That is one reason so many flavours are being added to basic apple cider. Art & Science, for instance, is allowed to label its apple-and-quince blend as cider, but it must call its all-quince cider fruit wine. “The laws and regulations have not caught up with cider-making,” said Ms Kim Hamblin, who with her husband, Mr Dan Rinke, owns Art & Science. “It really confuses the consumer.”
Big brands such as Woodchuck, Magners Irish Cider and Crispin Cider (owned by MillerCoors) have leapt headlong into non-apple ciders, as well as ones with added flavours.
“Straight-up apple ciders can be one-dimensional in taste,” Mr Jeffrey House, the owner of California Cider, told the drinks trade magazine Market Watch last summer. “People can get tired of them. They want more flavours — a wider variety of fruits.” House’s brand, Ace, makes ciders flavoured with pineapple, honey and pumpkin, among others.
But many craft cider makers are not impressed. “Some people use the other fruits to mask low-quality cider,” said Ms Melissa Madden of Finger Lakes Cider House on Good Life Farm, overlooking Cayuga Lake. “It’s a trend none of us want to get involved with. It’s become a circus. It’s frustrating.”
Finger Lakes Cider House, which Ms Madden owns with her husband, Mr Garrett Miller, has become a hub of New York’s growing craft cider movement. It pours ciders from five acclaimed producers, including its own Good Life Cider.
“We’re proud apple growers and cider makers, just like winemakers who are growers of wine grapes,” Ms Madden said.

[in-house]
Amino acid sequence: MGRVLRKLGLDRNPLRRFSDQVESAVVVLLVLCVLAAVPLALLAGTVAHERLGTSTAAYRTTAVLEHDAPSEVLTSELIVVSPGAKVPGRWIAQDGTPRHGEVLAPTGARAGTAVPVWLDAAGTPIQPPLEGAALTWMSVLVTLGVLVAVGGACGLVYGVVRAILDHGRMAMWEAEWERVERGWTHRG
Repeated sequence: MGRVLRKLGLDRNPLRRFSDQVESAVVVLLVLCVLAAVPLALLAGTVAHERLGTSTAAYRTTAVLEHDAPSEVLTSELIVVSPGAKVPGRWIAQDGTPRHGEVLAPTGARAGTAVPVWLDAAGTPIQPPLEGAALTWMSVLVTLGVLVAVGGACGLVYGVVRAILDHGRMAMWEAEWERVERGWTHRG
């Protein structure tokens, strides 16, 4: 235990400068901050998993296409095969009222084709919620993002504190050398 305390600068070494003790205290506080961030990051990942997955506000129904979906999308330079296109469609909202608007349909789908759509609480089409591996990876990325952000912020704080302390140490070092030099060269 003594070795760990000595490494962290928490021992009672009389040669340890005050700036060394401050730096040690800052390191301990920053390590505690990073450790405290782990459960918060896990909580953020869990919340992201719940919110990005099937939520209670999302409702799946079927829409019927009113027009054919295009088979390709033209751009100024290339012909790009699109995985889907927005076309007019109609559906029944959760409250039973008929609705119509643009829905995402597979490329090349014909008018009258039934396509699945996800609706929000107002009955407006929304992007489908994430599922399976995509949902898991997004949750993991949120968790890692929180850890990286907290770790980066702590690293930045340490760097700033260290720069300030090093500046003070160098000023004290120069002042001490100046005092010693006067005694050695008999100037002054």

Having said that, she sheepishly poured a glass of Nor’easter, a Good Life cider flavoured with cranberries. “This is where we go down a slippery slope,” she said with a chuckle. “But we do have a friend on Cape Cod who has a cranberry bog. And we home-juice the cranberries. I guess the question for us is: Who’s growing the fruit?”
The identification with winemaking is important for many craft cider producers, including Mr Andy Brennan at Aaron Burr Cidery.
“Flavouring ciders or creating these ‘recipe ciders’ is similar to beer-making, where it becomes about the prowess of the brewer, or the cider-maker,” Mr Brennan said. “With wine, there is still a model for remaining faithful to quality farming practices.”
Mr Brennan is an outspoken critic of flavoured ciders and what he calls “the ease with which cider can be manipulated”. Still, asked about his best-selling ginger-carrot-apple cider, he replied: “I stopped making that two years ago out of concern for how cider was portrayed. Admittedly, that’s a dumb reason.”